I'd just assumed I'd seen this before as hasn't everyone seen Tommy? However after a few minutes I realized this was new material to me. I'm glad to be taking a director-centric approach to movie watching. Ken Russell films are my latest focus.
Tommy is set during the Narnia generation, when kids had to leave their families by train, for the English countryside or even the Americas, to avoid German bombing raids (Germany was experiencing much the same thing, with Churchill ever eager to test the new weapons systems at his disposal -- Hitler and Franco too, in Spain). Sometimes junior would come home to find mom with a new dad, given the real dad had been downed over enemy territory. Tommy finds himself in a similar situation.
The new dad, a William Shatner type played by Oliver Reed, the studly priest in The Devils, is as inexperienced as the mom when it comes to child psychology. Neither has read Dr. Spock or has much insight into Oedipus Complex issues, somewhat typical in boys of Tommy's impressionable young age. Both overreact when the ghost of the real dad raises its ugly head in Tommy's thinking, and have to seek psychotherapy for Tommy as a consequence.
Fortunately, the new dad has an eye for talent and snags Tina Turner as a therapist. She provides a "safe space" as we said in est, and feeds him "Voodoo Donuts" (as in "popular Portland treats"), at least figuratively, and Tommy blisses out long enough to at least reconnect to parts of his former self.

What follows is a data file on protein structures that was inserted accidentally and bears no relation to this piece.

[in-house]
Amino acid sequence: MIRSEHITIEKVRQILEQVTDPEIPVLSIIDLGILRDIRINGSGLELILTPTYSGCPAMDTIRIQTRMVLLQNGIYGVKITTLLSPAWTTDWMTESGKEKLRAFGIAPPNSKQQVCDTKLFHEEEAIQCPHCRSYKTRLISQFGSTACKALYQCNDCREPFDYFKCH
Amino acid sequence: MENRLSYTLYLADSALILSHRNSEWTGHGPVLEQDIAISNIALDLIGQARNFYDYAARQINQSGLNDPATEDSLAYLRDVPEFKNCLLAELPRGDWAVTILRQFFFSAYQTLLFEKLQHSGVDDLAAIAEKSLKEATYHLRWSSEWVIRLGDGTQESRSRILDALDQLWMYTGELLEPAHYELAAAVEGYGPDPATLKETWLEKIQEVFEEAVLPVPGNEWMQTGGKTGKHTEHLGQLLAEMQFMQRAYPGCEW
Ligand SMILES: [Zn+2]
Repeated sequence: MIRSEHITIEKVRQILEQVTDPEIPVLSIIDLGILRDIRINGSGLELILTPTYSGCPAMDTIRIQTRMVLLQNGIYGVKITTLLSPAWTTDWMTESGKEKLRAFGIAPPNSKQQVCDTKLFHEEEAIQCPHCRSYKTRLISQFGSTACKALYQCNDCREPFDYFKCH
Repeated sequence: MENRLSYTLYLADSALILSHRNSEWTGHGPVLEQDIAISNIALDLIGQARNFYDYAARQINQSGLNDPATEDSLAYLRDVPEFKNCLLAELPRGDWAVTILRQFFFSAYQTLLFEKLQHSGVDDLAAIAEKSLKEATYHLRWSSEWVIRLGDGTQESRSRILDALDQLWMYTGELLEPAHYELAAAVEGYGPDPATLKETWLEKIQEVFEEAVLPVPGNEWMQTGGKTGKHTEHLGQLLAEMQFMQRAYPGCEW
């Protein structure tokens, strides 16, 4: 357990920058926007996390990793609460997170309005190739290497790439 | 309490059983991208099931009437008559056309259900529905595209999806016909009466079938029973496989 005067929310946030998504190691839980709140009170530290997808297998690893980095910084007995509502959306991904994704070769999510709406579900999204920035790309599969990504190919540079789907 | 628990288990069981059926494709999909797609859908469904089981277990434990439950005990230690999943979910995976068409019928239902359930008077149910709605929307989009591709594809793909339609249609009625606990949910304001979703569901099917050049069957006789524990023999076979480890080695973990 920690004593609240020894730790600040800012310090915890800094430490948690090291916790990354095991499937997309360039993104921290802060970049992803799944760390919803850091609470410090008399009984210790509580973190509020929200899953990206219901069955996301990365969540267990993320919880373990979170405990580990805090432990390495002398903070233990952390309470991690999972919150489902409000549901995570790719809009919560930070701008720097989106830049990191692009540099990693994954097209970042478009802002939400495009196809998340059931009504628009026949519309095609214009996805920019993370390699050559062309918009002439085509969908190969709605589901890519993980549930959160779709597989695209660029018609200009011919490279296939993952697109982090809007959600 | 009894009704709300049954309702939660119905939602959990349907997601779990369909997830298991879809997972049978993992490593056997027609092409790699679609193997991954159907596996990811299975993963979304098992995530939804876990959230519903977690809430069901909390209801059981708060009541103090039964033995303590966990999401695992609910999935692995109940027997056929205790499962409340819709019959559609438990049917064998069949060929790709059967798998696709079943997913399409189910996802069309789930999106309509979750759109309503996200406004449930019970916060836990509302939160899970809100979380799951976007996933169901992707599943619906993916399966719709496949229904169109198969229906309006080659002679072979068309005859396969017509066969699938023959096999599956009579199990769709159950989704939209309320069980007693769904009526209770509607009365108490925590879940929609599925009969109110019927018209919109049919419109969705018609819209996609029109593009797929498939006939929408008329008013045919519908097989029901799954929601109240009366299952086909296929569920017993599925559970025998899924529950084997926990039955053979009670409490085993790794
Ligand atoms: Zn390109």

Thanks to Tina's intervention, he improves at his game quite dramatically (besting Elton John), though is still a PTSD case and only makes it up to the "Jesus freak" level, which never works out, before arriving at Game Over much where he (or the real dad) came in, ready for a rebirth of some kind.
I've skipped to the end though, missing the therapist mom could have had were she feeling less forsaken and abandoned early on: Jack Nicholson. The obvious chemistry between them suggests she might have developed her mind more before getting reconnected with a male counterpart, and this might have benefited Tommy in the long run. But that's all hypothesis contrary to fact i.e. specious speculation. She did fine snagging the new dad and they stay together to the end.
An interesting wrinkle for me is I had my head in the pages of Nietzsche, Godfather of Fascism?, when it came up to see this movie. I'd been reading all about operatic renderings of psychological complexes, and here I was, suddenly immersed in just such an operatic rendering, albeit not by Wagner, but by The Who, a band with much greater name recognition and better known music in my "teenage wasteland" generation. Nietzsche and I had very different childhoods, that's obvious, including in the music department.